I kept checking my watch in the last half mile, but calculated that I wouldn’t beat my race time from last year (30:35). Knowing I wasn’t going to break pace also made me less interested in pushing hard, but I stayed pretty steady. Last year I ran mile 4 in 7:24, and this year I ran it in 7:22 – so it was pretty consistent, even if I didn’t feel like I was pushing it as hard this year. That’s not a bad thing! And when I got to the final zig zagging turns that led us across the corner of the rectangle back to the finish line, I remembered my experience last year and kept my eyes laser focused on where I needed to go ahead, so that I would be running the straightest tangents possible.

As I turned into the biergarten parking lot, I couldn’t see anyone ahead of me, which was kind of neat. I picked up the pace a bit more on the final sprint to the finish, with my Garmin saying I paced the final 0.39 in 6:55. Definitely not as much as I kicked it last year (6:39 for 0.35 – clearly did a better job running the tangents last year), but I still felt strong and awesome when I finished.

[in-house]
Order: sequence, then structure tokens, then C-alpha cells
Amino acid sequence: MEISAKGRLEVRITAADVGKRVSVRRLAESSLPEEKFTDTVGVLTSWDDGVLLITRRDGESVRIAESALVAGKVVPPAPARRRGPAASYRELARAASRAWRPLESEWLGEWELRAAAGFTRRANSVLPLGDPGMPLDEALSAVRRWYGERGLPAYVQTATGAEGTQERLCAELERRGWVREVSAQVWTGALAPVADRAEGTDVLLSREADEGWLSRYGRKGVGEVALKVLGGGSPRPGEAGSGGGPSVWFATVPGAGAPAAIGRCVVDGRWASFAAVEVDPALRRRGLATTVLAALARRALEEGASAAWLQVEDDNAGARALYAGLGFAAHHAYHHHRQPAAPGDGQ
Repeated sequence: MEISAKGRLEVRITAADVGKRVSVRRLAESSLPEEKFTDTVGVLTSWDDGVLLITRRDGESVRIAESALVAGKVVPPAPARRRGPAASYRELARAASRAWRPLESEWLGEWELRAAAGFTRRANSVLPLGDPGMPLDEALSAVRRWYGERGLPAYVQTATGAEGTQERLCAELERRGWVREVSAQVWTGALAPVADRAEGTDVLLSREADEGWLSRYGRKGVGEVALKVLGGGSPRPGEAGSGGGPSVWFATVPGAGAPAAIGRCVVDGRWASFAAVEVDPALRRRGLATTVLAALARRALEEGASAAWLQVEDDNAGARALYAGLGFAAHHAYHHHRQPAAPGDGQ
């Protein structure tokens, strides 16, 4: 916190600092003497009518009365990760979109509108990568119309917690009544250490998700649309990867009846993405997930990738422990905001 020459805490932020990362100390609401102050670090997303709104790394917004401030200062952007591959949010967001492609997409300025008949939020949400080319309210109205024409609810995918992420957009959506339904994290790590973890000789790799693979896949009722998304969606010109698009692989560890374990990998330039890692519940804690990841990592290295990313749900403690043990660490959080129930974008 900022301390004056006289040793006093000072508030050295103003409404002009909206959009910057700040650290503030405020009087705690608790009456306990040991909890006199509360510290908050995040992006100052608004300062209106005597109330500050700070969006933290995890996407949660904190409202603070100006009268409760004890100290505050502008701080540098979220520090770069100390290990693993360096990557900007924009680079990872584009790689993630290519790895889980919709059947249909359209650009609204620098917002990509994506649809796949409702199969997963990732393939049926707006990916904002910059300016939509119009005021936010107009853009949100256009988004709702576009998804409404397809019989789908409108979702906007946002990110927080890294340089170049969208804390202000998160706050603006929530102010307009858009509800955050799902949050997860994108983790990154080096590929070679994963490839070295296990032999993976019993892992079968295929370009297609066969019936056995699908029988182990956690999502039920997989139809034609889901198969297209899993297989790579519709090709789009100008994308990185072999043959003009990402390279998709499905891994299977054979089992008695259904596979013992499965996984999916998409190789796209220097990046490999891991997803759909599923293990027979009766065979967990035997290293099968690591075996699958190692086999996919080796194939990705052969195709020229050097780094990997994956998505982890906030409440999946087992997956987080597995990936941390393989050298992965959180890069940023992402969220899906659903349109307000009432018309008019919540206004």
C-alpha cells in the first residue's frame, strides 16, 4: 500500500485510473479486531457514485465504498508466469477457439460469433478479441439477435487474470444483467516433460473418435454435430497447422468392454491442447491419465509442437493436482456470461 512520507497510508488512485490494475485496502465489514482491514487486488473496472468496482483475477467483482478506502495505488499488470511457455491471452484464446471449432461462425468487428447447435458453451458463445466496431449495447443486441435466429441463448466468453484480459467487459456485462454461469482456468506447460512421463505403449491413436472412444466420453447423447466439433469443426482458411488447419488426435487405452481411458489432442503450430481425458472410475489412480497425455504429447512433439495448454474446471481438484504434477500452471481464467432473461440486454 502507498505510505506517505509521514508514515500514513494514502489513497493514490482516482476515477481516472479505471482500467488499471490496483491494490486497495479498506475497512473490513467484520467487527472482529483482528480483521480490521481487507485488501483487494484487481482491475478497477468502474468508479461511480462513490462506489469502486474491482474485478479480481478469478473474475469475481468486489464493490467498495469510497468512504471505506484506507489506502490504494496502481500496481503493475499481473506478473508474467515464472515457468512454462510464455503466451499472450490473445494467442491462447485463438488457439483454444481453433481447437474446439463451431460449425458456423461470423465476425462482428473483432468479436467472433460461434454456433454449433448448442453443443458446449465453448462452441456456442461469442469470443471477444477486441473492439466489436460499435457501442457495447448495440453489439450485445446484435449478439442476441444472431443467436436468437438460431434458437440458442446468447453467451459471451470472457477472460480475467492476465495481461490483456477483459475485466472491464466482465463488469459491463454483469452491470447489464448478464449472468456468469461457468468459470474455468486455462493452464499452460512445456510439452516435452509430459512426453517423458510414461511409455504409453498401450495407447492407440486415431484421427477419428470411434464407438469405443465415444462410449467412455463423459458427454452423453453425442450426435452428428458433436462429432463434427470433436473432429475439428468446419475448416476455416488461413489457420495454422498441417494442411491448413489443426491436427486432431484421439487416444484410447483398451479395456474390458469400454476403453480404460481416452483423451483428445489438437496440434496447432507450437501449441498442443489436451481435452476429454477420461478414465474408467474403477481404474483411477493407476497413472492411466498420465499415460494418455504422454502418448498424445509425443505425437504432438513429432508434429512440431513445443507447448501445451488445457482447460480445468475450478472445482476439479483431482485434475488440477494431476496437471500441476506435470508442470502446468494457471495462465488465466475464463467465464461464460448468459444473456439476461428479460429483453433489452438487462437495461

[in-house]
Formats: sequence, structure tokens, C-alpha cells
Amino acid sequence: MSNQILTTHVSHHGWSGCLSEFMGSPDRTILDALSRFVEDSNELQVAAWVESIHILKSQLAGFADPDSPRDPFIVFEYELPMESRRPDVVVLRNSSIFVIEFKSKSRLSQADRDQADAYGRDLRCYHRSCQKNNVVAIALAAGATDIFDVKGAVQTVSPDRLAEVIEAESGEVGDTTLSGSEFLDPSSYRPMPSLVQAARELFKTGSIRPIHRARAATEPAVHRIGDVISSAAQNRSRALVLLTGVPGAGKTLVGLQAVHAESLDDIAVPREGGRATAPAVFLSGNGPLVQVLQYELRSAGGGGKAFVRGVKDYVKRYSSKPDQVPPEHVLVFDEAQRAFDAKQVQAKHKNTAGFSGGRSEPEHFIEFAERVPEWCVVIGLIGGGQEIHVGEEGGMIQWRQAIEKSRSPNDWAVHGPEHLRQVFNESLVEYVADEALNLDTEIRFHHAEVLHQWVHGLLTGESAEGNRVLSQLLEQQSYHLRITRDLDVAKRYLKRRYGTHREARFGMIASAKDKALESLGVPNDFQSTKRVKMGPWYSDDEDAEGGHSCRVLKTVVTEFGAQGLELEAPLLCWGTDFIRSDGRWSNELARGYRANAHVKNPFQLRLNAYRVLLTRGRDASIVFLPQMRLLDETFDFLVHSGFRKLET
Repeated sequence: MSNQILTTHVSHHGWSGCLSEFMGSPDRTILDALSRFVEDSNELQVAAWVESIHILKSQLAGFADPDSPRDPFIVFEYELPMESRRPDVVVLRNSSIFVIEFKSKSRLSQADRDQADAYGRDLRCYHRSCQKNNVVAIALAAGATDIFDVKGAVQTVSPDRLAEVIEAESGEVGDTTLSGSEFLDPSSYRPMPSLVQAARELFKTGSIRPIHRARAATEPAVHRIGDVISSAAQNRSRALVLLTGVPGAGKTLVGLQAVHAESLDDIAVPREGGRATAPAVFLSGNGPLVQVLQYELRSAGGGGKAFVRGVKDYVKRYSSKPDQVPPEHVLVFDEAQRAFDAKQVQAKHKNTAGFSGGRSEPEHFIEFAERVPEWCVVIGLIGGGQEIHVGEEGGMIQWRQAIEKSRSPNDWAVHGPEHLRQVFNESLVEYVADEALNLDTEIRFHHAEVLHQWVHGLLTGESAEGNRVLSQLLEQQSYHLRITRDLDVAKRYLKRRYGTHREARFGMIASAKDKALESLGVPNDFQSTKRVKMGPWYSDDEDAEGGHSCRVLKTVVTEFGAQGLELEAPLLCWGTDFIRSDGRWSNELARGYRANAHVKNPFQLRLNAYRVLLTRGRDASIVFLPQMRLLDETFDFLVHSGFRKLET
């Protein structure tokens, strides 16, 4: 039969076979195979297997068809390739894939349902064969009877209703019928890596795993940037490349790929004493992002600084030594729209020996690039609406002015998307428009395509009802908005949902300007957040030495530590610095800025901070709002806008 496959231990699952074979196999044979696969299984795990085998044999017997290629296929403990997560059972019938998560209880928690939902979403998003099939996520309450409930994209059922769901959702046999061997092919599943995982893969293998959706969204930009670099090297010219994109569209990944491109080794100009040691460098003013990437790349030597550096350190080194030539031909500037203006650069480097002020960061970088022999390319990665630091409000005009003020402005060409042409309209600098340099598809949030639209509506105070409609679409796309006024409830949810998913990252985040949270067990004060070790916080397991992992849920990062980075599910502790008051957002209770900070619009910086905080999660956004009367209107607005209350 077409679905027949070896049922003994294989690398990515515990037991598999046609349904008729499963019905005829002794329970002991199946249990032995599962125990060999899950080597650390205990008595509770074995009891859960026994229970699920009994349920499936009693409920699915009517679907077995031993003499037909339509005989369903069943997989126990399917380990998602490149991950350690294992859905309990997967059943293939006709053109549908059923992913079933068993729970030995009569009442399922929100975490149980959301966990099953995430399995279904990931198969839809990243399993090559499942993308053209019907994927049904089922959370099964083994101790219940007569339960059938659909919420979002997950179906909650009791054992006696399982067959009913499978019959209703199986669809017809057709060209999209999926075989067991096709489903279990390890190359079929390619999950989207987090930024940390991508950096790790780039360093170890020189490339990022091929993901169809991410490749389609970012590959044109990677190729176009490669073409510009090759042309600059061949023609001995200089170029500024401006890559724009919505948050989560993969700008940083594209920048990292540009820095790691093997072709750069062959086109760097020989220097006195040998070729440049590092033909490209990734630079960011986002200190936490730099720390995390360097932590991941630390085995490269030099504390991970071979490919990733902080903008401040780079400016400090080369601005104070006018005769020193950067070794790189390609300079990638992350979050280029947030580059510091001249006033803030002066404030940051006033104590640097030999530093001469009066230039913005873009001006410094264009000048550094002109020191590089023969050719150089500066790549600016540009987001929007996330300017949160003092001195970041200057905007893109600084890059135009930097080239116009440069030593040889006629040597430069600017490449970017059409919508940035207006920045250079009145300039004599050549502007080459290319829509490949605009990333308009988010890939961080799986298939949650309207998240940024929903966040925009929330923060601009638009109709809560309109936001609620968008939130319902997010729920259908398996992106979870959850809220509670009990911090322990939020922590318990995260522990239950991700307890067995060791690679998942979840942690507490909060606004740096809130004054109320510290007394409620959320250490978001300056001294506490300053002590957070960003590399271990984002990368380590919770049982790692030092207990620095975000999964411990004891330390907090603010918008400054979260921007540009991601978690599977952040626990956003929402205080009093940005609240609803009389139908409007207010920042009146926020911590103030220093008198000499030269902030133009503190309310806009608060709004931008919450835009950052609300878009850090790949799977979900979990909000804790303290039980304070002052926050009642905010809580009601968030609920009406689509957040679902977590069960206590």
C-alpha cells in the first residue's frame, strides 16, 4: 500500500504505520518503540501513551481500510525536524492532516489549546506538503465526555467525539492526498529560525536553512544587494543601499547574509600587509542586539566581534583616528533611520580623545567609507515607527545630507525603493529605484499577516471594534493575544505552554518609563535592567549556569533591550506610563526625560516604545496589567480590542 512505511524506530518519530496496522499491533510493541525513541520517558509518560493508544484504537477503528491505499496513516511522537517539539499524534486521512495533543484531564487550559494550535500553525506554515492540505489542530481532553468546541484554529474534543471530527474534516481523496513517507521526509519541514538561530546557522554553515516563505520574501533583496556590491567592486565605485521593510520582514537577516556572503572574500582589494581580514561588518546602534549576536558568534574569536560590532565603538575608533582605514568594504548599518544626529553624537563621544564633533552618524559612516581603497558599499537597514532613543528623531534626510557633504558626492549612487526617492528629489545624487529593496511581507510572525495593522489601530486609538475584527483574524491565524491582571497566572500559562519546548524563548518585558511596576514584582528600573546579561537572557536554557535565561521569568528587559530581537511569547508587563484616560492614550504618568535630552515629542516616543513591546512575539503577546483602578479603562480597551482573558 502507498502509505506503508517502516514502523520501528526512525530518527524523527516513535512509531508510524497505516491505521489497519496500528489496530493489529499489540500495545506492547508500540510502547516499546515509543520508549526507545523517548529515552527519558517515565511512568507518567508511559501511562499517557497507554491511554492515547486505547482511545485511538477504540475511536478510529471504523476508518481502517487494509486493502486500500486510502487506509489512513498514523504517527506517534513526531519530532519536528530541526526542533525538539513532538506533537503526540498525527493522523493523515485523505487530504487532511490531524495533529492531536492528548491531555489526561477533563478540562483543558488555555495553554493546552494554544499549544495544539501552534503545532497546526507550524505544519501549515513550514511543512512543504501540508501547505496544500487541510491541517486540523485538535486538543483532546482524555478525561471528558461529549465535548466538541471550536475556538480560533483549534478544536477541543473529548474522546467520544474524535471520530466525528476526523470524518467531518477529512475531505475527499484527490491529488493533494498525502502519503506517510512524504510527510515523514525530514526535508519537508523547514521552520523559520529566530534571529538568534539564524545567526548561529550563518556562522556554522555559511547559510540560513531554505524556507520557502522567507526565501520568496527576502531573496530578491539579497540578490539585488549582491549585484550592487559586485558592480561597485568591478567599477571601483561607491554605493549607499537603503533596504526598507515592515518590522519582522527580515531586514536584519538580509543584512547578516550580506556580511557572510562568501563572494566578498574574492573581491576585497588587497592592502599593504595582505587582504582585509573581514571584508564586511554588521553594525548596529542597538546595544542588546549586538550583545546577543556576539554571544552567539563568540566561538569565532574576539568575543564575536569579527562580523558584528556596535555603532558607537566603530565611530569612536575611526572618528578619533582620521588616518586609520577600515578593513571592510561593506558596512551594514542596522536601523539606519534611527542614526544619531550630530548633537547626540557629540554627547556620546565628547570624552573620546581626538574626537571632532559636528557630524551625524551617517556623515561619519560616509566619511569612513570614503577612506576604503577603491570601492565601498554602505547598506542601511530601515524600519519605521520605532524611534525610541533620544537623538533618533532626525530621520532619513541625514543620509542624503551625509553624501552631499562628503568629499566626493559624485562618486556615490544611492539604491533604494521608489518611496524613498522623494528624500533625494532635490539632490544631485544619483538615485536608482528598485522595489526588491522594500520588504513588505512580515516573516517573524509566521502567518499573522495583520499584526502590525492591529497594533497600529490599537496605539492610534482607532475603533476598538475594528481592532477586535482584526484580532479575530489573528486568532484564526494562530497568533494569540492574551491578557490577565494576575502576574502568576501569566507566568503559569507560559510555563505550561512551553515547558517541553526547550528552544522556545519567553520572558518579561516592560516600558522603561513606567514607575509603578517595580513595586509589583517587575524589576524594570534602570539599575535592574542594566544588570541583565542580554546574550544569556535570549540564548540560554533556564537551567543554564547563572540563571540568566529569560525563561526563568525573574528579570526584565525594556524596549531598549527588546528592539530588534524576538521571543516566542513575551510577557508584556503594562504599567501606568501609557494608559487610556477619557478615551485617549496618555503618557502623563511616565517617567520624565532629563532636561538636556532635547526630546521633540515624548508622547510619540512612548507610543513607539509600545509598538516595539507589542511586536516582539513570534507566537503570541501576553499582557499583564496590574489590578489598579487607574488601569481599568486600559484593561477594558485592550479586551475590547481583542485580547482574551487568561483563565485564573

Crossing the finish line in a solid victory! I WON the race!!

After crossing the finish line, I was tired, but wasn’t totally bent-over-hands-on-knees-breathing-hard spent. I later learned that six guys had finished before me, but I got to run that final stretch in all by myself, so it truly felt like I won the race. One thing that has been bugging me though – can I say I “won” the race when there were men who finished in front of me? Races of course always have a male and female winner, but am I allowed to say I won if there were guys who beat me? (Goal for next year: beat the guys!)

This pic looks very different than my pic last year in the same spot.